10 things you need to know today: December 16, 2021

Derek Chauvin pleads guilty to violating George Floyd's civil rights, Biden promises to cover emergency costs in Kentucky, and more

Joe Biden visits tornado-ravaged Kentucky
(Image credit: Brendan Smialowski/AFP/Getty Images)

1. Derek Chauvin pleads guilty to violating George Floyd's civil rights

Former Minneapolis police officer Derek Chauvin pleaded guilty Wednesday to violating the civil rights of George Floyd, an unarmed Black man who died after Chauvin restrained him by kneeling on his neck for more than nine minutes. Chauvin, who is white, has already been convicted of state murder and manslaughter charges and sentenced to 22 1/2 years in prison. The move allowed Chauvin to avoid another high-profile trial that could have ended with a life sentence, although he likely extended the time he will be locked up beyond the years he will serve on the state charges. During the hearing, the judge asked Chauvin to confirm he was changing his plea from not guilty, and Chauvin said, "Guilty, your honor." Chauvin is expected to serve about 15 years of his state sentence, with good behavior and parole.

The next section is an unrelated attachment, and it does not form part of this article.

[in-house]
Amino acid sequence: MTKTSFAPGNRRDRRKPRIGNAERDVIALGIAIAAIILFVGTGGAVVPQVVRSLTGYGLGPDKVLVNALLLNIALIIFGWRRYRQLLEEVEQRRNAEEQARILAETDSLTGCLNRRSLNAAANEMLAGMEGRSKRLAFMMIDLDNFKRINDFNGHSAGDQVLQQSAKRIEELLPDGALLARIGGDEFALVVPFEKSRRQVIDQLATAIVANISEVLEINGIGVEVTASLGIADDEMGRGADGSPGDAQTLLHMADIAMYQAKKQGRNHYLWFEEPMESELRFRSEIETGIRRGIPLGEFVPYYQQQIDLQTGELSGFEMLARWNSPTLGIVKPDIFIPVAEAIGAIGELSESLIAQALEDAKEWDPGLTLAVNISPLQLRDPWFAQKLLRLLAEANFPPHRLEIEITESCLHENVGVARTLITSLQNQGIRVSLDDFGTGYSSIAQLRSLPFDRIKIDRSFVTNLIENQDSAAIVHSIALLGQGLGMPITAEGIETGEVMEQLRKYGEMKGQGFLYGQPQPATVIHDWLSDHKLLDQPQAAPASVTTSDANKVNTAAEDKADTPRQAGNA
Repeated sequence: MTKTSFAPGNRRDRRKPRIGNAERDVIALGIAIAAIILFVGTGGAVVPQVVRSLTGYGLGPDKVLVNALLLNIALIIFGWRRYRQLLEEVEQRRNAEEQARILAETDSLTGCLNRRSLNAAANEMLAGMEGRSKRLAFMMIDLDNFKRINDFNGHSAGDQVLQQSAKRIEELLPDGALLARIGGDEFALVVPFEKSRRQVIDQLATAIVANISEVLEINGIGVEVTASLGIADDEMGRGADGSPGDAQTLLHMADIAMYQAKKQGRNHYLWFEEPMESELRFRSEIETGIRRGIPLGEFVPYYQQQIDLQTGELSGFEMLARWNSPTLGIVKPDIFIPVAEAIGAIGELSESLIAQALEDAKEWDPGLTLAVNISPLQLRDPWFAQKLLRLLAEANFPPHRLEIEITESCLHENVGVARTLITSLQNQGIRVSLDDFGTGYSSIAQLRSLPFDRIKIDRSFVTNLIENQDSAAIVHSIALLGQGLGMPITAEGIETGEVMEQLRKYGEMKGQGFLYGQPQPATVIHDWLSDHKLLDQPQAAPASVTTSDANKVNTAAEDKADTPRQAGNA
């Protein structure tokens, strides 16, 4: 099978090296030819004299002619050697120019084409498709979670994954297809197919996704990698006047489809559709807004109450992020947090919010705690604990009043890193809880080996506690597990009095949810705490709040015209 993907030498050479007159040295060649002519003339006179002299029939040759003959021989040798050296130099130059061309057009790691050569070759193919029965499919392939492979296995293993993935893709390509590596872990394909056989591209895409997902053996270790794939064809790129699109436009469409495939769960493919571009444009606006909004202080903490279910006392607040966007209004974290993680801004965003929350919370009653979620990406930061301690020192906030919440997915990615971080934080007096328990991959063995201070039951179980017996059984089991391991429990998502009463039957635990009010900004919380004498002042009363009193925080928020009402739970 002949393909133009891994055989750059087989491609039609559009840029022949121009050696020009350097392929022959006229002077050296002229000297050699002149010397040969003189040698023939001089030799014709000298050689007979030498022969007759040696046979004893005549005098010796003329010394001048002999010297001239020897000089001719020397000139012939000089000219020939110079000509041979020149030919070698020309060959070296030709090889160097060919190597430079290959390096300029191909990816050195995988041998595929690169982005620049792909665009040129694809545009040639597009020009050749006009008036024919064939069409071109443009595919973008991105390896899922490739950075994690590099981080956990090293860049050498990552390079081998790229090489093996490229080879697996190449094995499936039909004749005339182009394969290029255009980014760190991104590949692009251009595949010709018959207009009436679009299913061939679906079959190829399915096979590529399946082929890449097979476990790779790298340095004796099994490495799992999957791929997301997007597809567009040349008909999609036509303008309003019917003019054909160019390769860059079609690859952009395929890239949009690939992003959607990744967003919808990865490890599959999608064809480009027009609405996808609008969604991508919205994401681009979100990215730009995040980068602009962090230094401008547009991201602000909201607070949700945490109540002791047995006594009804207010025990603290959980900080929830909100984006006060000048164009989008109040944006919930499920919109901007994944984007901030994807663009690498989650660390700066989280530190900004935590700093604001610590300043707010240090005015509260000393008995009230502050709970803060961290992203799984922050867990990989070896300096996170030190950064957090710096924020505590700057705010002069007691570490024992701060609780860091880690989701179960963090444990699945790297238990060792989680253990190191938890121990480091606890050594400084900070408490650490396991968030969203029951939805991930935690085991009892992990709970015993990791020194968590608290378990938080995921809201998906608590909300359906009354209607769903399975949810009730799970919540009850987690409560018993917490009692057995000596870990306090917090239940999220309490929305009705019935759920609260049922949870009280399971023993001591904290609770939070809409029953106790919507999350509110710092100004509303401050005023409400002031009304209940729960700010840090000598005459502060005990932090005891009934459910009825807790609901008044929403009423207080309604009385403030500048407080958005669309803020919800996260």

The Associated Press

2. Biden vows to cover emergency costs in tornado-ravaged Kentucky

President Biden traveled to Kentucky on Wednesday to visit areas devastated by a band of tornadoes that struck six states last weekend. The twisters killed scores of people and left more than 1,000 families homeless. Biden surveyed the damage in Mayfield, Kentucky, from his helicopter and on the ground. He spoke to local officials and praised people for setting aside political differences to come to the aid of hard-hit communities. "There's no red tornadoes. There's no blue tornadoes," Biden said. He pledged that the federal government would cover "100 percent of the cost for the first 30 days for all the emergency work." The president has approved disaster declarations for Kentucky, as well as Illinois and Tennessee.